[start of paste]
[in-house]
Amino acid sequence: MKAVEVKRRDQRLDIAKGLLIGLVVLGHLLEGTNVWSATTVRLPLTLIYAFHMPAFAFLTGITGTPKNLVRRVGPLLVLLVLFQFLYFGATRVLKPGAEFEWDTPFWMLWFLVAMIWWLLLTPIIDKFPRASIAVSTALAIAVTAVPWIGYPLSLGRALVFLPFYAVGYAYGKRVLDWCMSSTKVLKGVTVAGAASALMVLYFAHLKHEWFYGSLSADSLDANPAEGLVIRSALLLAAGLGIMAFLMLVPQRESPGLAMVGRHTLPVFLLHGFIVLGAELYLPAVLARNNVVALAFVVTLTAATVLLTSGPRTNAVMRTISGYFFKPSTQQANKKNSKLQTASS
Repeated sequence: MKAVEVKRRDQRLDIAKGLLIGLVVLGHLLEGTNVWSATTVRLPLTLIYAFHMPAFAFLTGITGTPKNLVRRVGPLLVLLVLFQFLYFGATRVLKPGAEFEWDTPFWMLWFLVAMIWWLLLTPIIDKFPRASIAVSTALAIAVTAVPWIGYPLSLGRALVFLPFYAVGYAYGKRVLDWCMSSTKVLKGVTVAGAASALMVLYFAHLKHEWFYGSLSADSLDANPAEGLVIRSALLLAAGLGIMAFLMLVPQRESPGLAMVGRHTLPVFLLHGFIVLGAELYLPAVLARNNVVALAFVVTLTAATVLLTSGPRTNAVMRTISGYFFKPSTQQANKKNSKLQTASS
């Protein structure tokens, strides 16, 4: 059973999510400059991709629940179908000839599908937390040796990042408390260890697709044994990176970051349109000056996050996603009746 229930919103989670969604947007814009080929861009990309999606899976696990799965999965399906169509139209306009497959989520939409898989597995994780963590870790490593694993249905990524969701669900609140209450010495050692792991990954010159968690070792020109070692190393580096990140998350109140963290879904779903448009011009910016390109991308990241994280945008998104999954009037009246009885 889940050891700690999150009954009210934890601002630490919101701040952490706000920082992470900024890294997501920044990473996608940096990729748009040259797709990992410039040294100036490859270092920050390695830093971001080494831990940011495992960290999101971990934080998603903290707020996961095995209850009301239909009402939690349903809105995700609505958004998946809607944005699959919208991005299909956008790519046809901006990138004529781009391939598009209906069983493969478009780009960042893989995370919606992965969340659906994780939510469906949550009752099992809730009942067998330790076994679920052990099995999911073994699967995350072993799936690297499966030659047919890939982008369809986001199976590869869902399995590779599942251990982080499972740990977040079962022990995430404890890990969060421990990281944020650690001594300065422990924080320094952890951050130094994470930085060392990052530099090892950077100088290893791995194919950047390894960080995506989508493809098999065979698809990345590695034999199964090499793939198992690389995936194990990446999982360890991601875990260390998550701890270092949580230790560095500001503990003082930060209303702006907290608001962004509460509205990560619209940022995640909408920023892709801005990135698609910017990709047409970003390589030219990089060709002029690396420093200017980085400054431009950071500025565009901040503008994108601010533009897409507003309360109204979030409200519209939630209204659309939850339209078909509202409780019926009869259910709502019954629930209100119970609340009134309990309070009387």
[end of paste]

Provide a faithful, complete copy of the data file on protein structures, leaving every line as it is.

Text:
[in-house]
Amino acid sequence: MKAVEVKRRDQRLDIAKGLLIGLVVLGHLLEGTNVWSATTVRLPLTLIYAFHMPAFAFLTGITGTPKNLVRRVGPLLVLLVLFQFLYFGATRVLKPGAEFEWDTPFWMLWFLVAMIWWLLLTPIIDKFPRASIAVSTALAIAVTAVPWIGYPLSLGRALVFLPFYAVGYAYGKRVLDWCMSSTKVLKGVTVAGAASALMVLYFAHLKHEWFYGSLSADSLDANPAEGLVIRSALLLAAGLGIMAFLMLVPQRESPGLAMVGRHTLPVFLLHGFIVLGAELYLPAVLARNNVVALAFVVTLTAATVLLTSGPRTNAVMRTISGYFFKPSTQQANKKNSKLQTASS
Repeated sequence: MKAVEVKRRDQRLDIAKGLLIGLVVLGHLLEGTNVWSATTVRLPLTLIYAFHMPAFAFLTGITGTPKNLVRRVGPLLVLLVLFQFLYFGATRVLKPGAEFEWDTPFWMLWFLVAMIWWLLLTPIIDKFPRASIAVSTALAIAVTAVPWIGYPLSLGRALVFLPFYAVGYAYGKRVLDWCMSSTKVLKGVTVAGAASALMVLYFAHLKHEWFYGSLSADSLDANPAEGLVIRSALLLAAGLGIMAFLMLVPQRESPGLAMVGRHTLPVFLLHGFIVLGAELYLPAVLARNNVVALAFVVTLTAATVLLTSGPRTNAVMRTISGYFFKPSTQQANKKNSKLQTASS
């Protein structure tokens, strides 16, 4: 059973999510400059991709629940179908000839599908937390040796990042408390260890697709044994990176970051349109000056996050996603009746 229930919103989670969604947007814009080929861009990309999606899976696990799965999965399906169509139209306009497959989520939409898989597995994780963590870790490593694993249905990524969701669900609140209450010495050692792991990954010159968690070792020109070692190393580096990140998350109140963290879904779903448009011009910016390109991308990241994280945008998104999954009037009246009885 889940050891700690999150009954009210934890601002630490919101701040952490706000920082992470900024890294997501920044990473996608940096990729748009040259797709990992410039040294100036490859270092920050390695830093971001080494831990940011495992960290999101971990934080998603903290707020996961095995209850009301239909009402939690349903809105995700609505958004998946809607944005699959919208991005299909956008790519046809901006990138004529781009391939598009209906069983493969478009780009960042893989995370919606992965969340659906994780939510469906949550009752099992809730009942067998330790076994679920052990099995999911073994699967995350072993799936690297499966030659047919890939982008369809986001199976590869869902399995590779599942251990982080499972740990977040079962022990995430404890890990969060421990990281944020650690001594300065422990924080320094952890951050130094994470930085060392990052530099090892950077100088290893791995194919950047390894960080995506989508493809098999065979698809990345590695034999199964090499793939198992690389995936194990990446999982360890991601875990260390998550701890270092949580230790560095500001503990003082930060209303702006907290608001962004509460509205990560619209940022995640909408920023892709801005990135698609910017990709047409970003390589030219990089060709002029690396420093200017980085400054431009950071500025565009901040503008994108601010533009897409507003309360109204979030409200519209939630209204659309939850339209078909509202409780019926009869259910709502019954629930209100119970609340009134309990309070009387």